New York

Aleksandra Mir

Mary Boone Gallery/Printed Matter

In her essay “No time like the present,” literary critic Deborah Esch quotes another critic, Werner Hamacher, discussing a kind of thought trial: “Many years ago . . . Max Horkheimer recommended a little experiment during a television interview. He suggested reading newspapers a few weeks or months after their publication. . . . The reader of these old papers will notice that the imperatives, attractions and threats heralded in them reveal themselves as such only to the degree that they no longer directly affect him.” In making Newsroom 1986–2000, 2007, Aleksandra Mir makes good on Horkheimer’s hypothesis, and with it turned Mary Boone Gallery into a studio-cum-press agency for six weeks.

Newsroom’s setup was simple, if extraordinarily laborious to produce: Mir and her assistants ransacked the New York Public Library, spending months copying ten thousand New York Daily News and New York Post covers from the fifteen-year period of the title, an interval that roughly coincides with that of the artist’s residence in the city. Then, they set about reproducing more than two hundred of the most banal, deplorable, or just plain memorable front pages, churning out, as Mir put it in her press release, “new art and old news” daily. Thus, those making multiple visits to the show would have found a near-constantly changing suite of large Sharpie-drawn reproductions with repeating protagonists (celebrities, anonymous urban Everymen), sympathetic groupings of content (riffs on food poisoning, murderous parents, miracles, art theft), or typographical quirks (most frequently ampersands, hyperbolic numbers, exclamation points, and dollar signs).

While Mir’s overall project made ersatz history painting out of the gossip-obsessed, disaster-splattered tabloids—inevitably conjuring Andy Warhol’s paintings of newspaper covers—it also made clear that this city’s history was, in retrospect, decidedly more farcical than tragic. Indeed, pre-9/11 New York returns as a prelapsarian folly interrupted only by the most occasional catastrophe. As Mir contends, it looks “like a quaint town full of petty crooks, with this accident or that occasional murder resulting in the loss of a single life. A rape in Central Park and a love triangle on Long Island were the two longest running news stories of New York in the fifteen years leading up to the end of the millennium.”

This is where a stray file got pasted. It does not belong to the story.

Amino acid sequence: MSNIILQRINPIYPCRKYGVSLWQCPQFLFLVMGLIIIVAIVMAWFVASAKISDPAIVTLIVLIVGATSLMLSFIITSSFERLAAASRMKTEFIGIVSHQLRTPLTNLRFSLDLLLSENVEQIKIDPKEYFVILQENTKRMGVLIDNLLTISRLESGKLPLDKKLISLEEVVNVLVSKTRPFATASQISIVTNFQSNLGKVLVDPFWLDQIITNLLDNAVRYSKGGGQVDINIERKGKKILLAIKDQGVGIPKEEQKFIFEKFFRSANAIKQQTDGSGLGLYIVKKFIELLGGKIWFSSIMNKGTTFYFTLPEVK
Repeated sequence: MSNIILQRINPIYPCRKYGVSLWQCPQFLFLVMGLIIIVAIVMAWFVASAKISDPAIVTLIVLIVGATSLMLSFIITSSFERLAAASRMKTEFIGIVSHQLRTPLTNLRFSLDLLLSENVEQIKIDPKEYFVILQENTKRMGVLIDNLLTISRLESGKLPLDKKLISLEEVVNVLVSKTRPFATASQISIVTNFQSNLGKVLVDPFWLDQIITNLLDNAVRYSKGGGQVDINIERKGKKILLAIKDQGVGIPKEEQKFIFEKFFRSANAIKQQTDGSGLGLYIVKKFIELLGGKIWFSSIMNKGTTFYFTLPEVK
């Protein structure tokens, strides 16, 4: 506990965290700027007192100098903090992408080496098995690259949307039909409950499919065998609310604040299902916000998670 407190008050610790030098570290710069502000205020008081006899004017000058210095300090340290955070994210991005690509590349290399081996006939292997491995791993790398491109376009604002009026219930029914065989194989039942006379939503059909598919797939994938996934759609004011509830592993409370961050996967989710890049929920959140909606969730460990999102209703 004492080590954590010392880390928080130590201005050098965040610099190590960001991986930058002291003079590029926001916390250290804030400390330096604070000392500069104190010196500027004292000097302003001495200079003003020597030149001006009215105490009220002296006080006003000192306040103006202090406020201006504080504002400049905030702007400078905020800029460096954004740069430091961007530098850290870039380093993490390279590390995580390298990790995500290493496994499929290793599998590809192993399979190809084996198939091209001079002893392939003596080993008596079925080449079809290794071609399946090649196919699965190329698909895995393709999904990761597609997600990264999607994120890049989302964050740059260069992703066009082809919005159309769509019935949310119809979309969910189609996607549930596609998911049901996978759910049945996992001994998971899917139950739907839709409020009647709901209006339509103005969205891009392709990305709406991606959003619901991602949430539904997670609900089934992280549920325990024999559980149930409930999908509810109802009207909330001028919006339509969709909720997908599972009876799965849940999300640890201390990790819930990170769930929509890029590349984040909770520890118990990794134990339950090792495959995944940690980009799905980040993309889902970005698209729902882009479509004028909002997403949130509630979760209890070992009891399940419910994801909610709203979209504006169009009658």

To wit: the obsessive coverage of Donald Trump’s protracted divorce from Ivana Trump, affair with Marla Maples, and divorce from Marla Maples (IVANA TO DONALD AT SECRET SITDOWN: GIMME THE PLAZA! finally begets IVANA HAS LAST LAUGH) that overshadowed budget crises and the AIDS epidemic, to say nothing of national or international politics. The prioritization of information manages to astonish, as in a brief about an Arab terrorist driving a bus off an Israeli cliff beneath the trumpet GAYS ALL IN THE FAMILY in 1989, or a minuscule blurb on Nelson Mandela’s release from prison beneath an inane larger banner the following year—selective emphases that seem counterintuitive at best and laconically iniquitous at worst.

Meanwhile, in conjunction with her synchronous retrospective of multiples, posters, invitation cards, and other publications and ephemera at Printed Matter, Mir also published a reprise of a radically different sort in her glib ethnology of the Southern Californian art scene, LA: A Geography of Modern Art (2007), a pamphlet based on Harold Rosenberg’s Tenth Street: A Geography of Modern Art (1959). Photographs by Justin Beal detail such site-specificities as Dave Muller at Mandrake Bar, Pierre Huyghe at the Mountain School of Arts, and crowds at an opening, as well as shots of such local color as Trashy Lingerie’s façade and a close-up of a decked-out WHO KILLED VERSACE? bag. Alongside Mir’s captions—FOUNDING A COLONY, INDIVIDUALS PREVAIL OVER THE GROUP, and LA STYLE SPANS THE ART WORLD—Beal’s images conjure a mythologized place, not so much lost as preemptively rendered nostalgic.

Taken together with Mir’s other work at Printed Matter, LA: A Geography of Modern Art reads as equal part artist’s book, Robinson Crusoe–esque fictional foray, and photojournalistic narrative. But it was Mir’s Keep Abortion Legal, 2005, a set of objects including a manicure kit, sewing kit, dental floss, and lighter, that cut deepest there, resonating with the debates and histories so summarily excised from the headline record. Maybe it comes as little surprise that the cliché is so often true: Truth can sometimes be stranger than fiction, and certainly sadder.

Suzanne Hudson